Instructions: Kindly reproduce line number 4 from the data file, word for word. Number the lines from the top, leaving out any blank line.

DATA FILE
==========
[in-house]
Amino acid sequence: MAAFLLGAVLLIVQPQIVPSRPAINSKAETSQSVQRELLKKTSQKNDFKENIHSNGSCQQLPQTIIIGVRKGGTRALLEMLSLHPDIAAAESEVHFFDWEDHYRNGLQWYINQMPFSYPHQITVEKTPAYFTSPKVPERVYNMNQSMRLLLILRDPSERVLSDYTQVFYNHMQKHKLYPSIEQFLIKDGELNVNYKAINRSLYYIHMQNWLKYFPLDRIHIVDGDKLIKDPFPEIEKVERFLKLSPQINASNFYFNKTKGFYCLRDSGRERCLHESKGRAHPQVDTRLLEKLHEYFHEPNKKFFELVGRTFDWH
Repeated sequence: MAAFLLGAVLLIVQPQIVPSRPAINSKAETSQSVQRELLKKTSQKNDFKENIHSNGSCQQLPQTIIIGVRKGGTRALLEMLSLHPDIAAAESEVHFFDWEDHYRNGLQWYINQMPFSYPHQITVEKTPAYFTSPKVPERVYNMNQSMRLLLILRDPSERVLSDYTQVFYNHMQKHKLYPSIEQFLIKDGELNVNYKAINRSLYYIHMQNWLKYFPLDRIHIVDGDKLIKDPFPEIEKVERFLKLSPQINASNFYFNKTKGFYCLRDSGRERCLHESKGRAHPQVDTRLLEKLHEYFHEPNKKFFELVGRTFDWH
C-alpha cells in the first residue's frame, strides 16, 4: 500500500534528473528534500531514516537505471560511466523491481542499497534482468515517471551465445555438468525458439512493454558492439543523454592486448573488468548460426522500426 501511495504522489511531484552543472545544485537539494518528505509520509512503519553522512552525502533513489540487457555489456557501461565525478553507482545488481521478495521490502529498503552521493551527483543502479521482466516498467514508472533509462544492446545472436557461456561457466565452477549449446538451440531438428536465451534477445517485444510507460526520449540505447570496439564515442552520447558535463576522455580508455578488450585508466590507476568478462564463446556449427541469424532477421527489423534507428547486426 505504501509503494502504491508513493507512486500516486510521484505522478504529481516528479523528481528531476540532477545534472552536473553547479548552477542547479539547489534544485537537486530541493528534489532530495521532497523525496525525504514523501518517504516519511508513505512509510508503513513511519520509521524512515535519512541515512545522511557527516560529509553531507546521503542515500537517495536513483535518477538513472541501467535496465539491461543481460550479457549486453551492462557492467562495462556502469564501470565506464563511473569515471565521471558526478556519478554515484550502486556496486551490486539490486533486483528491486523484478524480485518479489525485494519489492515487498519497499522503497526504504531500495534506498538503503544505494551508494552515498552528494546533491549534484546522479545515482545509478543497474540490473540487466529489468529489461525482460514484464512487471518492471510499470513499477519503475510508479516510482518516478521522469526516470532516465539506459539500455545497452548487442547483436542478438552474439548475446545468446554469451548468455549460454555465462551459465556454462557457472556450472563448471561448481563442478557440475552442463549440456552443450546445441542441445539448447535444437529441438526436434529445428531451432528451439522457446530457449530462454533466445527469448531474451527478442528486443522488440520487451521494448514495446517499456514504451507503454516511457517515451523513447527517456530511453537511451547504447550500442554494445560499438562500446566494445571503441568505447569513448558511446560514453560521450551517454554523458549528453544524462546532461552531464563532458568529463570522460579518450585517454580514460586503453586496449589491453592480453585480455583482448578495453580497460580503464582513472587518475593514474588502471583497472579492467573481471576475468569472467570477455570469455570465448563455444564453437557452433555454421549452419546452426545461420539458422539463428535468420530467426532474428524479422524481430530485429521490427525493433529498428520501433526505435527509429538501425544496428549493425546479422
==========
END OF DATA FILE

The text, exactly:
C-alpha cells in the first residue's frame, strides 16, 4: 500500500534528473528534500531514516537505471560511466523491481542499497534482468515517471551465445555438468525458439512493454558492439543523454592486448573488468548460426522500426 501511495504522489511531484552543472545544485537539494518528505509520509512503519553522512552525502533513489540487457555489456557501461565525478553507482545488481521478495521490502529498503552521493551527483543502479521482466516498467514508472533509462544492446545472436557461456561457466565452477549449446538451440531438428536465451534477445517485444510507460526520449540505447570496439564515442552520447558535463576522455580508455578488450585508466590507476568478462564463446556449427541469424532477421527489423534507428547486426 505504501509503494502504491508513493507512486500516486510521484505522478504529481516528479523528481528531476540532477545534472552536473553547479548552477542547479539547489534544485537537486530541493528534489532530495521532497523525496525525504514523501518517504516519511508513505512509510508503513513511519520509521524512515535519512541515512545522511557527516560529509553531507546521503542515500537517495536513483535518477538513472541501467535496465539491461543481460550479457549486453551492462557492467562495462556502469564501470565506464563511473569515471565521471558526478556519478554515484550502486556496486551490486539490486533486483528491486523484478524480485518479489525485494519489492515487498519497499522503497526504504531500495534506498538503503544505494551508494552515498552528494546533491549534484546522479545515482545509478543497474540490473540487466529489468529489461525482460514484464512487471518492471510499470513499477519503475510508479516510482518516478521522469526516470532516465539506459539500455545497452548487442547483436542478438552474439548475446545468446554469451548468455549460454555465462551459465556454462557457472556450472563448471561448481563442478557440475552442463549440456552443450546445441542441445539448447535444437529441438526436434529445428531451432528451439522457446530457449530462454533466445527469448531474451527478442528486443522488440520487451521494448514495446517499456514504451507503454516511457517515451523513447527517456530511453537511451547504447550500442554494445560499438562500446566494445571503441568505447569513448558511446560514453560521450551517454554523458549528453544524462546532461552531464563532458568529463570522460579518450585517454580514460586503453586496449589491453592480453585480455583482448578495453580497460580503464582513472587518475593514474588502471583497472579492467573481471576475468569472467570477455570469455570465448563455444564453437557452433555454421549452419546452426545461420539458422539463428535468420530467426532474428524479422524481430530485429521490427525493433529498428520501433526505435527509429538501425544496428549493425546479422